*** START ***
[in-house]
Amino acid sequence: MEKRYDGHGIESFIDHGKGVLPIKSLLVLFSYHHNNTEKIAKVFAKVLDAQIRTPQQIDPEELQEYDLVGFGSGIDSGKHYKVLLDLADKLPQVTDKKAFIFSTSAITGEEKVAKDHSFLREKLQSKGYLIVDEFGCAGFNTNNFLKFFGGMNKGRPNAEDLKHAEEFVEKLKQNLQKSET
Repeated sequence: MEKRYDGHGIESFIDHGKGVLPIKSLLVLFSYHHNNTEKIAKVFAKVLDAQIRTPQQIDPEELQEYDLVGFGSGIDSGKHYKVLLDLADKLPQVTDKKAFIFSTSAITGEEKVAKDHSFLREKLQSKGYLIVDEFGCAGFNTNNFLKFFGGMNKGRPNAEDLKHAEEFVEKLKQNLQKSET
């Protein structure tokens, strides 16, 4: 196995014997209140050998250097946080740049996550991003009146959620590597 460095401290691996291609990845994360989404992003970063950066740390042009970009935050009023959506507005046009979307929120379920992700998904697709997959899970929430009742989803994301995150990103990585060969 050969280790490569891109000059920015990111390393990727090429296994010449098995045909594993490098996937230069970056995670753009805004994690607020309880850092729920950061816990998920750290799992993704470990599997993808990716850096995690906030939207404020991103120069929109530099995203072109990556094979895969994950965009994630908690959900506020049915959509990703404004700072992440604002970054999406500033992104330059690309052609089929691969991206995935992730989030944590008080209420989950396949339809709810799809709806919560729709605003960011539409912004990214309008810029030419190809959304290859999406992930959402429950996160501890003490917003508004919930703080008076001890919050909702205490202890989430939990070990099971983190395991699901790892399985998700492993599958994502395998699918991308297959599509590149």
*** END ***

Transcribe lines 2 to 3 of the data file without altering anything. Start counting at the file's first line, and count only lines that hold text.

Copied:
Amino acid sequence: MEKRYDGHGIESFIDHGKGVLPIKSLLVLFSYHHNNTEKIAKVFAKVLDAQIRTPQQIDPEELQEYDLVGFGSGIDSGKHYKVLLDLADKLPQVTDKKAFIFSTSAITGEEKVAKDHSFLREKLQSKGYLIVDEFGCAGFNTNNFLKFFGGMNKGRPNAEDLKHAEEFVEKLKQNLQKSET
Repeated sequence: MEKRYDGHGIESFIDHGKGVLPIKSLLVLFSYHHNNTEKIAKVFAKVLDAQIRTPQQIDPEELQEYDLVGFGSGIDSGKHYKVLLDLADKLPQVTDKKAFIFSTSAITGEEKVAKDHSFLREKLQSKGYLIVDEFGCAGFNTNNFLKFFGGMNKGRPNAEDLKHAEEFVEKLKQNLQKSET